10. Selling to rent? Can't see it catching on, meself.
  11. Poverty is relative, though - £3 probably buys you a car in Bangalore*. If we are going to take an ethical stand about minimum wages in other countries, it needs to pertain to a cost of living figure, such as the price of a meal for four or something. I reckon I could cook for the wife and kids and have change out of £5.85. *It probably doesn't
  12. Qassam rockets; the only truly effective way to stop countries invading you. You really think they won't have bigger and better firearms?
  13. There is a saying in Brazil - "Drunk arses have no owners." Spoken by a judge throwing out of court the claim by a man at an orgy that he was taken advantage of.
  14. Well, yeah, but it was still above 14% between May 1989 and October 1990, so I think you're quibbling a bit.
  15. I'd say Folk Devils. It's more the equivalent of Serbian women being told that if they come to Britain they are guaranteed a life of prosperity, riches and comfort, but ending up servicing fat hedge fund managers on a grotty mattress in Hackney. State-run institutions are NOT the same quality as private ones.
  16. Assuming Inflation, he has a point. In 1980, rent was 11.18 per week. In 2000 it was 66.52. http://www.york.ac.uk/res/ukhr/ukhr0405/ta...es/04%20072.pdf 11.18 adjusted for inflation is 38.91. Blimey, rents have risen faster than inflation - although property's a funny one. In 1980, an average monthly mortgage payment was 122.60, and as any fule no, near the end of your term your mortgage decreases (assuming no interest rate changes). In 2000 it was 420. Let's pretend that this isn't a matter of the quality of stock, or people shifting their assets. Now, assuming that you stay in the same property, regardless of house prices, your rent WILL rise over the next 25 years - in fact it'll probably quadruple. Your mortgage rate, however, will remain relatively constant - especially if you're on a fixed rate. Plus, you get a house at the end of it. Of course, anything could happen to interest rates, which will throw the whole thing up in the air, but basically, we're all gambling. Some of us are on black, some of us are on red - and we can't both win.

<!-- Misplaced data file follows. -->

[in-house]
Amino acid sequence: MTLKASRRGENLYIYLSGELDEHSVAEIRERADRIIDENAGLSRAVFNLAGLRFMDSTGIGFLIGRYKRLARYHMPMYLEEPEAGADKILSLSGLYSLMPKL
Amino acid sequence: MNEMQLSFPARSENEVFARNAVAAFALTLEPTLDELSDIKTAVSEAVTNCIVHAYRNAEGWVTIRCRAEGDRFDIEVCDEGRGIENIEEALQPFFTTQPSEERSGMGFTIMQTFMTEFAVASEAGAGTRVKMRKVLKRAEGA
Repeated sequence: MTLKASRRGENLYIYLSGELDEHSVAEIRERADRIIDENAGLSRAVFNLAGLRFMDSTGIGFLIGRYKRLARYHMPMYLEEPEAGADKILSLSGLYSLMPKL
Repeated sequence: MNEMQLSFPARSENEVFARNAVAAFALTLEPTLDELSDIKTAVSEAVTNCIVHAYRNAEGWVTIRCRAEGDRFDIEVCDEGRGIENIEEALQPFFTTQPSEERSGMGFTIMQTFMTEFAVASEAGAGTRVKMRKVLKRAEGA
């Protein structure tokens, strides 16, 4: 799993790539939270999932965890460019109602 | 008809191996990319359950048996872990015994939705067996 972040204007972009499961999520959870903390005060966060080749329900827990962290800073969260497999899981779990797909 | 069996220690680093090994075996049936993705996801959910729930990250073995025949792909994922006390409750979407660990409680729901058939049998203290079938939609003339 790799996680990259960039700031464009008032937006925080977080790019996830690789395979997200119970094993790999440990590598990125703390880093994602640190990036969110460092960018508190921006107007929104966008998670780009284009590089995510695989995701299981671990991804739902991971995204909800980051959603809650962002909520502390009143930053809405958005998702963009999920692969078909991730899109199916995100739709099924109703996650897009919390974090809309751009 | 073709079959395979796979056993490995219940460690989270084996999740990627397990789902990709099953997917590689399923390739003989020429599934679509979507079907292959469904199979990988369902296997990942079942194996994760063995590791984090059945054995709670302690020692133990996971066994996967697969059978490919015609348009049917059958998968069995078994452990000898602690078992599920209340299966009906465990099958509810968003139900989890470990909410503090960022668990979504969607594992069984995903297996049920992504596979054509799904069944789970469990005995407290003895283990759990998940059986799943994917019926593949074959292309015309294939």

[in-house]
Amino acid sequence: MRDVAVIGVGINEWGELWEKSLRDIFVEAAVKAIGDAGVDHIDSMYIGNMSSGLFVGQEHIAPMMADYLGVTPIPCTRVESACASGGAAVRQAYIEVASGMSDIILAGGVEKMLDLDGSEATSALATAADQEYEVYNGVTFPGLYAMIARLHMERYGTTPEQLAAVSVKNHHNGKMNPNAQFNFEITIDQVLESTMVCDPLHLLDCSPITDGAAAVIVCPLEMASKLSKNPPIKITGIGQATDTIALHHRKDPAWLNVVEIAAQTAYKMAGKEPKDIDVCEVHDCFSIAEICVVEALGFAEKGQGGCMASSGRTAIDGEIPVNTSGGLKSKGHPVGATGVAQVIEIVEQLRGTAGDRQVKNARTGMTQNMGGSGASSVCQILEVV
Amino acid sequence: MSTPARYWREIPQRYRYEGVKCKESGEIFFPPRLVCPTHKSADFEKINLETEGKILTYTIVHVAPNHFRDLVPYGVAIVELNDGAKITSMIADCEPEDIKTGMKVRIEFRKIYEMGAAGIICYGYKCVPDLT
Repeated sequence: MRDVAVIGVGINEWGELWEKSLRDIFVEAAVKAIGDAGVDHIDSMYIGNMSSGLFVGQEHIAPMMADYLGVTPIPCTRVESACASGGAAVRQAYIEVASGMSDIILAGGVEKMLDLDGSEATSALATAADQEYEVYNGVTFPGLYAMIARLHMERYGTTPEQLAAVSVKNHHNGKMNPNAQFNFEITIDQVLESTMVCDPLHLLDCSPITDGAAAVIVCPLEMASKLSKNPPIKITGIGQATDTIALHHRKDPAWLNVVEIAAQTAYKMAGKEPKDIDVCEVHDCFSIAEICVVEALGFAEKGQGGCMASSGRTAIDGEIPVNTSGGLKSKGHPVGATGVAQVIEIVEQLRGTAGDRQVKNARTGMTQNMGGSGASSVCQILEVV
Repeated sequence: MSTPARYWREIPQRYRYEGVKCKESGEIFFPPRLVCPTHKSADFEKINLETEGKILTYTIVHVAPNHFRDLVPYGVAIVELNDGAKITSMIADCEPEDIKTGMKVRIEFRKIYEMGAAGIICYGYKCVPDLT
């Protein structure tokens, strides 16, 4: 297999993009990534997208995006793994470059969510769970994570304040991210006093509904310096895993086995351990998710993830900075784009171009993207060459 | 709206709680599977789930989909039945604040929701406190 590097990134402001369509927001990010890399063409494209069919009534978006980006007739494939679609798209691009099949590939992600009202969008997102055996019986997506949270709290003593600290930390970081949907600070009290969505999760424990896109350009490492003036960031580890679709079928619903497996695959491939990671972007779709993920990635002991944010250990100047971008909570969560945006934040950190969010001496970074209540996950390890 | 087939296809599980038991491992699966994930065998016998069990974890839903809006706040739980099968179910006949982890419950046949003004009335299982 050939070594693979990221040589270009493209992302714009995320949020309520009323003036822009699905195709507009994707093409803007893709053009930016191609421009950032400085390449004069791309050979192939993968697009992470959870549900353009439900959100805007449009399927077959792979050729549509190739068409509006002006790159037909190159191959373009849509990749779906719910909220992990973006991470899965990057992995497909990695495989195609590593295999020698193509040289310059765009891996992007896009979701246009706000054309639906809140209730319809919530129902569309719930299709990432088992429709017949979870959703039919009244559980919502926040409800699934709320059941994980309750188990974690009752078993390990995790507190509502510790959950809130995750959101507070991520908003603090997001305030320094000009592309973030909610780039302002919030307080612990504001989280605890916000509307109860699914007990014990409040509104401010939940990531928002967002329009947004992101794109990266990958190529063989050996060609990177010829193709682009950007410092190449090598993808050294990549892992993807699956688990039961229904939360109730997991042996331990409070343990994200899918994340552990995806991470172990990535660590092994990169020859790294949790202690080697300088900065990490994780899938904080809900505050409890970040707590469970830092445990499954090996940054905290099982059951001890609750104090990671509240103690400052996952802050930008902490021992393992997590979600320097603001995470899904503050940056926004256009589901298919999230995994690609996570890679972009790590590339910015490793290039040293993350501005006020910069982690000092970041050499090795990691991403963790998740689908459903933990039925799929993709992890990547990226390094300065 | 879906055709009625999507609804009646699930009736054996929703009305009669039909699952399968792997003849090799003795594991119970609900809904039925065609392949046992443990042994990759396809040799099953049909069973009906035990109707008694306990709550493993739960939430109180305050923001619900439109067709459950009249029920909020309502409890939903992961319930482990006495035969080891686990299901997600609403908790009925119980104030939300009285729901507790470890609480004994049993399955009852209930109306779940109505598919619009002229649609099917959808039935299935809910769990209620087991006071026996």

17. This man does not represent me. Although he does have a point about population. There'd would be a dearth of sexagenarian old men, in particular, in the 1950's, and the 1980's, because of the wars. Now, we have increased lifespans (although not always quality of life) and increased dependent population - yes, many senior citizens are feisty and in full possession of their senses, but not all, and the state, rightly or wrongly, has to use its precious resources to keep them alive and healthy.
  18. Y'know, that whole "World War" thing is losing currency faster than the petrodollar. A 68 year old was born in 1940 - My history's a little shaky; did many five year olds fight against the Third Reich?
  19. A-and there's your answer. You could always try Saudi Arabia if that's your bag, of course.
  20. 300K mortgage?? Six times income on 50K?? No deposit?? Damn right they're screwed!
  21. I tend to think that people can recognise when I'm not entirely serious without the use of smiley icons. Apparently this isn't the case. I shall henceforth punctuate all of my comments with appropriate icons to avoid confusion.
  22. 3 homes and you're concerned about what to do with your money? Hang on, my violin's so small I can't even find it.
  23. There are no such things as political parties. Seriously, they're not even enshrined in our political system - they're just a bunch of elected regional members of parliament who share the same whips, stationery, brackets after their name and marketing budget.